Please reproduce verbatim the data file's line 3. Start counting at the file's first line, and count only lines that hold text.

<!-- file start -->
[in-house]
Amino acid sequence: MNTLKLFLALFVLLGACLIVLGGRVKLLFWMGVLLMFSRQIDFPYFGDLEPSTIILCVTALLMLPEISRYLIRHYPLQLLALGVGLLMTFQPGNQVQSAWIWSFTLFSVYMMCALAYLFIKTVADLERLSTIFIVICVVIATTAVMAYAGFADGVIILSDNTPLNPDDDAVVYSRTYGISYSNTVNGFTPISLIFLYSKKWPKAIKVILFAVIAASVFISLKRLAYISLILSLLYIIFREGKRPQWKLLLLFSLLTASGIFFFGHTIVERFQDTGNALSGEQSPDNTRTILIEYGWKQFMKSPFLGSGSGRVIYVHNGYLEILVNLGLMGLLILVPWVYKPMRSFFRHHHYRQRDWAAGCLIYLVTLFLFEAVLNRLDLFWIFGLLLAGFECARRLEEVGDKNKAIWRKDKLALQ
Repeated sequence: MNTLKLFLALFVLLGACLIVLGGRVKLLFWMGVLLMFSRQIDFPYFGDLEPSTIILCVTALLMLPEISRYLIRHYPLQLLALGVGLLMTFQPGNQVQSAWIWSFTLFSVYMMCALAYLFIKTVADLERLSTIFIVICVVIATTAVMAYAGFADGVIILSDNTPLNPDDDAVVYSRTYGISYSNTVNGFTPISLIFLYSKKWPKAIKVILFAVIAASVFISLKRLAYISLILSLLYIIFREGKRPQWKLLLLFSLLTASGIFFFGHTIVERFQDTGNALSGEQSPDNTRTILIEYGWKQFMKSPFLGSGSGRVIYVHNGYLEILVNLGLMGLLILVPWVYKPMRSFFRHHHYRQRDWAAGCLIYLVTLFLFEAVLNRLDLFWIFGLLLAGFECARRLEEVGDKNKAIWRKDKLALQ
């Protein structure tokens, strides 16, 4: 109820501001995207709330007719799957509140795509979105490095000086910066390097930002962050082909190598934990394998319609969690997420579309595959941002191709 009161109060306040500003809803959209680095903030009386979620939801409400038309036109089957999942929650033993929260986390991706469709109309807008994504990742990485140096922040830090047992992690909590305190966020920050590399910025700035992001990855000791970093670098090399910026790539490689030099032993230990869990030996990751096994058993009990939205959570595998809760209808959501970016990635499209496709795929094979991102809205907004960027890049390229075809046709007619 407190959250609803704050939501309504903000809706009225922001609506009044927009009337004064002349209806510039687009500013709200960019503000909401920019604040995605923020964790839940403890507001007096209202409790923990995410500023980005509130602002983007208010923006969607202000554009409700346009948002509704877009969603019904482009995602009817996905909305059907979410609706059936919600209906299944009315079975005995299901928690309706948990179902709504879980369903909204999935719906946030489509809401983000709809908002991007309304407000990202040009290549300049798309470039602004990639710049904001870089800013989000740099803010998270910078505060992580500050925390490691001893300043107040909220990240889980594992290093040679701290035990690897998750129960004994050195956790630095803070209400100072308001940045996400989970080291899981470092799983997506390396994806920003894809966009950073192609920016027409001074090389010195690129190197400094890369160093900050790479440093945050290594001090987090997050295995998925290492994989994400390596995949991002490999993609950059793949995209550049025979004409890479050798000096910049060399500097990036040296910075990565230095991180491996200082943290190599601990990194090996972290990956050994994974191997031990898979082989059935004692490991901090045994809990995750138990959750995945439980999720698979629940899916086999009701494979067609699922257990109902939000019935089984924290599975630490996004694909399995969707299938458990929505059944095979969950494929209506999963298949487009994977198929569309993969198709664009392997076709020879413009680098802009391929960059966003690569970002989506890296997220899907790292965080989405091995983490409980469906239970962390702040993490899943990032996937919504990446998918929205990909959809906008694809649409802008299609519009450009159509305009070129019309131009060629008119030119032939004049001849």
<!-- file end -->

Repeated sequence: MNTLKLFLALFVLLGACLIVLGGRVKLLFWMGVLLMFSRQIDFPYFGDLEPSTIILCVTALLMLPEISRYLIRHYPLQLLALGVGLLMTFQPGNQVQSAWIWSFTLFSVYMMCALAYLFIKTVADLERLSTIFIVICVVIATTAVMAYAGFADGVIILSDNTPLNPDDDAVVYSRTYGISYSNTVNGFTPISLIFLYSKKWPKAIKVILFAVIAASVFISLKRLAYISLILSLLYIIFREGKRPQWKLLLLFSLLTASGIFFFGHTIVERFQDTGNALSGEQSPDNTRTILIEYGWKQFMKSPFLGSGSGRVIYVHNGYLEILVNLGLMGLLILVPWVYKPMRSFFRHHHYRQRDWAAGCLIYLVTLFLFEAVLNRLDLFWIFGLLLAGFECARRLEEVGDKNKAIWRKDKLALQ